The swing states are obviously the key to winning the election, and arguably the most significant is Florida. The same state that boasts snubbed Vice Presidential candidate Mark Rubio as their Republican Senator. If Mitt Romney had have chosen Rubio as his running mate this would have almost guaranteed Florida’s 29 up-for-grab votes, as well as a good slice of Hispanic love – Mark Rubio being of course of Cuban decent. It’s expected that Michigan will come around and embrace one of their own with an extra 16 votes. Regardless of Rubio’s snub, Mitt Romney still has pulling power in the state of Florida and the fact that the RNC is being held there won’t hurt. So after all of this (the acquisition of Florida and Michigan) it leaves Romney ahead of Obama on the projected polls by 15 votes. However, the election will be won and lost in October when the three Presidential debates and one Vice Presidential debate takes place. Two of the debates are being held in neutral territory (swing territory) in the sates of Colorado and Florida and the others will be held in Democratic New York and Republican Kentucky. This is the arena where Obama can really tighten the noose on Romney with questions about his and his running mates foreign policy experience, namely the complete lack of. It is also where Romney can grill Obama about his inability to shift the economy from the slippery slop of rapid decline or in the words of Joseph Stiglitz “free-fall”.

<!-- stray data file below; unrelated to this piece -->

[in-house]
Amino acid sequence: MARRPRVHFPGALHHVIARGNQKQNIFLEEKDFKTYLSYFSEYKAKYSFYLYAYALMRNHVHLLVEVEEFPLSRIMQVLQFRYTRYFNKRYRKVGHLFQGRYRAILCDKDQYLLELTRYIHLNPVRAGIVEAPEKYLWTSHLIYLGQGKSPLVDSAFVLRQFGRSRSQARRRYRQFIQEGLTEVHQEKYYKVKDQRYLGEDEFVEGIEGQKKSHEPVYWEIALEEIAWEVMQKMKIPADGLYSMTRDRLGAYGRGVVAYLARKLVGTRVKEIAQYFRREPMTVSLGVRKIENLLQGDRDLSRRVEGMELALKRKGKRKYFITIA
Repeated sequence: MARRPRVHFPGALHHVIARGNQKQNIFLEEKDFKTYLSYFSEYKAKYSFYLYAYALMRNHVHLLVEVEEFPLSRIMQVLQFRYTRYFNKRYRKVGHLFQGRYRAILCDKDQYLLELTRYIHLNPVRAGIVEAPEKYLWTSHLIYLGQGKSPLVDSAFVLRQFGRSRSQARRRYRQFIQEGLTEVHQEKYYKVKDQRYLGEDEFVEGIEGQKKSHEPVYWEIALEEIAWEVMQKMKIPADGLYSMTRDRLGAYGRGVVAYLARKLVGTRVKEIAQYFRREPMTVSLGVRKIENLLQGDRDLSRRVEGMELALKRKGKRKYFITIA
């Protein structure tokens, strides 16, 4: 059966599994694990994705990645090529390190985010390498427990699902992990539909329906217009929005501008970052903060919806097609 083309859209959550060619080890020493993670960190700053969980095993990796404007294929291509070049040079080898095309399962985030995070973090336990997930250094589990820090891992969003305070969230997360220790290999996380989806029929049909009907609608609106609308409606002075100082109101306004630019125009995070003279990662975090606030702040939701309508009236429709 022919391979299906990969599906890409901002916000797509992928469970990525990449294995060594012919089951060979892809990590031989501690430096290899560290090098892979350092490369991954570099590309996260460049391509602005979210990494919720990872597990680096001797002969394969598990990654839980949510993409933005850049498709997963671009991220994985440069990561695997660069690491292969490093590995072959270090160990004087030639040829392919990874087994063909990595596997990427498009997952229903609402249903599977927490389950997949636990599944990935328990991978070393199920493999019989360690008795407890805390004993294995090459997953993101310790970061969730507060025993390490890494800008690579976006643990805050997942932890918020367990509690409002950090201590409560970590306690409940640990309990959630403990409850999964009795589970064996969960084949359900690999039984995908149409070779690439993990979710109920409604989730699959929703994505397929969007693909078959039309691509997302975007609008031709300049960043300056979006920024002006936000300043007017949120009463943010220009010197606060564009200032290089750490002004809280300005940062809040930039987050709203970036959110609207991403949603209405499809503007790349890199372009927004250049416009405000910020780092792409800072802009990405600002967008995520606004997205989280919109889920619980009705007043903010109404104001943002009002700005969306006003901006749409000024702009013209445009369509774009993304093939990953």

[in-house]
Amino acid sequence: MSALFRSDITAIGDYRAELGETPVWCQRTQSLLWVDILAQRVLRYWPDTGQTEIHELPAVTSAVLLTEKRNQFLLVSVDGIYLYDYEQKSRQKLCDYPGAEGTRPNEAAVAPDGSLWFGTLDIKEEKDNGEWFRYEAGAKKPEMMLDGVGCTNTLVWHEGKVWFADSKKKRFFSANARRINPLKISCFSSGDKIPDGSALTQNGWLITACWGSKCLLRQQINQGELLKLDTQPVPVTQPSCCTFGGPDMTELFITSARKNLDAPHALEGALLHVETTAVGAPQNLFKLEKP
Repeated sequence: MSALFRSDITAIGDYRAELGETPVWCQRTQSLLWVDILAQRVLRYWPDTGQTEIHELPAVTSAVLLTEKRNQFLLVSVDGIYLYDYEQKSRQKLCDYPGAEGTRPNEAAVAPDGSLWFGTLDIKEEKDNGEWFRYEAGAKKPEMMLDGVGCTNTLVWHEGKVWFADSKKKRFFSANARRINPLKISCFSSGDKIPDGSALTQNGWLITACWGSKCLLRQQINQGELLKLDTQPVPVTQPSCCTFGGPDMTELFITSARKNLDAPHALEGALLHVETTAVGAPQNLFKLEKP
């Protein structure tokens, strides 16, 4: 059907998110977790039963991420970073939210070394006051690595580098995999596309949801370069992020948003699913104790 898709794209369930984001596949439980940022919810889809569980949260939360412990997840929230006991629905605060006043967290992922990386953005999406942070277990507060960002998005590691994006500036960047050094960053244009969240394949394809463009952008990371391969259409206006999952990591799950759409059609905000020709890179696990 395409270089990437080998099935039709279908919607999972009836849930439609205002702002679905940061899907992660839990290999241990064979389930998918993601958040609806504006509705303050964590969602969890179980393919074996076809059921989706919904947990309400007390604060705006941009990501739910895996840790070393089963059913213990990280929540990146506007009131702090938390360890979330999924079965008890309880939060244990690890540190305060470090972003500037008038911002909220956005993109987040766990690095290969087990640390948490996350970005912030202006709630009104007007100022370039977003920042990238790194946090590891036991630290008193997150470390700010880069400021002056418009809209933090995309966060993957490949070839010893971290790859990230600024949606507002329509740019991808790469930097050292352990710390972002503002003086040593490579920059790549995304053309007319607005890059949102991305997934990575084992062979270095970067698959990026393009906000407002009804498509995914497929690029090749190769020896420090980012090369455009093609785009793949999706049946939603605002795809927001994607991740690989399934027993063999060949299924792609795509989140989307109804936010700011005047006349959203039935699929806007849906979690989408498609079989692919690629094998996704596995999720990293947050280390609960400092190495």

Towards the end of October, the vital month. America will have a slightly less foggy indication of which candidate is more capable of moving the nation in the right fiscal direction. The debates are make or break; it’s predicted that Biden will struggle against the sharp, clever and implacably conservative Ryan. To predict whom will succeed between Romney and Obama is a much more difficult task. Both men are ferociously intelligent and quick thinkers (maybe Obama has a slight edge there), they both graduated well from Harvard, and have been successful in their individual ways. The debates will be tight and well analyzed by the media and this will further help to swing the minds of undecided voters.

    America is clearly in need of urgent change. If the Republicans keep majority control of the House, and subsequently Congress, there is not much point in an Obama second term. However, if Mitt Romney wins the election and the Republicans gain at least two or three seats in the Senate, there is real cause to believe that the Romney administration can implement positive and effective policy. The difference between the two outcomes is that Obama needs – as previously stated – double digit seat reclaims in the House. Whereas Romney only needs single digits in the Senate. The former is incredibly unlikely, and the latter is feasible. This is the real story, and the outcome of these seats will determine the direction of America’s future.